By political reporters Eliza Borrello and Stephanie Anderson.
Former prime minister Kevin Rudd has released a series of letters in which he claims Prime Minister Malcolm Turnbull had promised to support his bid for the United Nations’ top job as recently as December.
Mr Rudd made a last-minute dash to Sydney yesterday morning in the hope of lobbying Mr Turnbull to nominate him as secretary-general of the United Nations.
But on arrival the Prime Minister called him and said the Government would not be backing him.
On Friday evening a spokeswoman for Mr Rudd released three letters which Mr Rudd had sent to Mr Turnbull about the issue.
In one, dated May 1, 2016, Mr Rudd said he was shocked to learn Mr Turnbull would not be backing him, claiming he had expressed support as recently as December.
“You will recall that last September I contacted you asking for guidance on how I should address the matter of your previously stated support to me for my candidature when I met Foreign Minister Bishop at the UN General Assembly in September,” he wrote.
“You in fact sent me a message on your preferred Wickr system where you stated that you and the FM were ‘as one’ in your support for my candidature.
“…We continued this discussion further on Wednesday 23 December in your Sydney office. Once again you stated your support for my candidature. You added that when the time came to lodge my nomination, you now wanted to take it to Cabinet to avoid the perception of a ‘captain’s pick’. You also said to me that the Cabinet process would not change the outcome.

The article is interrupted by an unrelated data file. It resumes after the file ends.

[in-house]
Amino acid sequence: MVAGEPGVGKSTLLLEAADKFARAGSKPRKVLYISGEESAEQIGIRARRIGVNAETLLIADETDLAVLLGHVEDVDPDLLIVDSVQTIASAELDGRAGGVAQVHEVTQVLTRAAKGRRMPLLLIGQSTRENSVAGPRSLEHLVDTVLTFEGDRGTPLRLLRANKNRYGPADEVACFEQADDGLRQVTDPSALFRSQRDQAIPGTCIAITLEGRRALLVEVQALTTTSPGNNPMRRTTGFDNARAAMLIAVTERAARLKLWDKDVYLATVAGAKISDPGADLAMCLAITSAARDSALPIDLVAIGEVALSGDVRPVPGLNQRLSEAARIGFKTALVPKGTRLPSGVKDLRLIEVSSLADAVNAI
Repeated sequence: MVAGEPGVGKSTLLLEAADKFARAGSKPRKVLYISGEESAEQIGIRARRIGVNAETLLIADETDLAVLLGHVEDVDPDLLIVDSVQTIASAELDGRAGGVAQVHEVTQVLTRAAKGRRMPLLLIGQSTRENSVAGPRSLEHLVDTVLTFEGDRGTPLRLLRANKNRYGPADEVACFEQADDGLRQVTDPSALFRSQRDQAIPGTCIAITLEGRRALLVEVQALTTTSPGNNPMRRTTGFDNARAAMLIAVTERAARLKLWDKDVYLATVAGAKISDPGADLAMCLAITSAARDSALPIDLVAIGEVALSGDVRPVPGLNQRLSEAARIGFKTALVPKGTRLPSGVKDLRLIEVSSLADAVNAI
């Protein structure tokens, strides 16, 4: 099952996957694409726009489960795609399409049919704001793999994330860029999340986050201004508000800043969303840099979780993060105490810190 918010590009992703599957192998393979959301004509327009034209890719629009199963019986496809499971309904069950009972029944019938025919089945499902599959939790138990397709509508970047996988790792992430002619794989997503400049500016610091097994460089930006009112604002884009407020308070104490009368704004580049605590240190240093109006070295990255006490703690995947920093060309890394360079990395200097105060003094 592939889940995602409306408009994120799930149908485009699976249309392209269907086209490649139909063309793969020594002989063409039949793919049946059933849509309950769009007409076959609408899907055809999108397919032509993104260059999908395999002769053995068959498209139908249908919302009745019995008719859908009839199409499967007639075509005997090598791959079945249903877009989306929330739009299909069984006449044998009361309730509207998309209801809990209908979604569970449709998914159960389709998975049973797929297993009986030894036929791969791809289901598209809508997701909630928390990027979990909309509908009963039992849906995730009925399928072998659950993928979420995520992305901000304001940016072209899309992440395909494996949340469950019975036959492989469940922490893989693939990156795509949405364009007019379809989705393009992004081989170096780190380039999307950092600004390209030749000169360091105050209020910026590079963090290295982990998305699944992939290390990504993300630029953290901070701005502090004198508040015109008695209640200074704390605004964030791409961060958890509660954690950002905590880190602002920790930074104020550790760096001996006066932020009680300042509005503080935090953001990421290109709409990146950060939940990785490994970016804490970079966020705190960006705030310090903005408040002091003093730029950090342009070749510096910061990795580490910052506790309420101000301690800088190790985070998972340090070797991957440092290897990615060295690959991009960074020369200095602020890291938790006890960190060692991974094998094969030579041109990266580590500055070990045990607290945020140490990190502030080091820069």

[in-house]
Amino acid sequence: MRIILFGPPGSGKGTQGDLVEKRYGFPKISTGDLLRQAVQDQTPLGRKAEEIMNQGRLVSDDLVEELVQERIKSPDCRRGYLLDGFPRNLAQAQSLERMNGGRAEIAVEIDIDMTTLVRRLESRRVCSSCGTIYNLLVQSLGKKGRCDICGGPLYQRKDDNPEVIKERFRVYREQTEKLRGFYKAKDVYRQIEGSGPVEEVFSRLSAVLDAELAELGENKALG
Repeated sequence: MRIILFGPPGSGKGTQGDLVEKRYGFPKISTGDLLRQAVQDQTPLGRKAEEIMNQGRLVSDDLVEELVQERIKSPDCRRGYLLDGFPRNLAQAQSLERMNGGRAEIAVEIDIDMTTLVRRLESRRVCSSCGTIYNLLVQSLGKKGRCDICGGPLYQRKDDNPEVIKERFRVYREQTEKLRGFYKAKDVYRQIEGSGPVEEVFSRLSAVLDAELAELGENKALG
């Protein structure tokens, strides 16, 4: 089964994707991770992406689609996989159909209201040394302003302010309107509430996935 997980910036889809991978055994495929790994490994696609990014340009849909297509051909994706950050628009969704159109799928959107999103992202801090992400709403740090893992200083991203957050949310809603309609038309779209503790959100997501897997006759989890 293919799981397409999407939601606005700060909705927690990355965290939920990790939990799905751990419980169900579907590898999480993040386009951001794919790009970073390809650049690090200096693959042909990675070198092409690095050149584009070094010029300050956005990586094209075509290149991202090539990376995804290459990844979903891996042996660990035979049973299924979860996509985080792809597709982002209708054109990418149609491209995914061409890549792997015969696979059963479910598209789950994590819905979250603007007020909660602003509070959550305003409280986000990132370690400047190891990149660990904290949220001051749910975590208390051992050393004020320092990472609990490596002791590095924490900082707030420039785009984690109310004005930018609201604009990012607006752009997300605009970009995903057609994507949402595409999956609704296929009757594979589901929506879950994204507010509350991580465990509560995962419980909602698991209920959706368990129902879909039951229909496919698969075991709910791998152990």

“In your telephone call you said that neither you nor the Cabinet would be supporting my nomination.
“When I asked the reasons for this, you said that neither you nor the Cabinet has the view that ‘I had the qualifications for the position.’
Rudd ‘not angry’ but disappointed
Federal Labor frontbencher Anthony Albanese has defended Mr Rudd’s decision to release the letters.
“It’s very clear that the Government has had a spin operation out there, an operation out there indicating that Mr Rudd should not have been surprised by the decision,” Mr Albanese said.
One of Mr Rudd’s closes allies, he said the former prime minister was not angry Mr Turnbull had not nominated him for the United Nation’s top job.
“He’s reflective of his disappointment in the small-minded nature of the Prime Minister’s decision,” Mr Albanese said.
Mr Rudd posted on Twitter, thanking “friends, colleagues and supporters around the world for your encouragement” and wishing other candidates well.
“So there won’t be an Australian candidate for UN Sec Gen,” he posted.
Letters released ‘in interests of transparency’
Mr Rudd’s spokeswoman said Mr Rudd had decided to release the letters because he believed Mr Turnbull was briefing reporters on his version of events.
“As you are aware, Mr Rudd had a conversation with Mr Turnbull this morning about Mr Rudd’s interest in becoming a candidate for UNSG,” she said.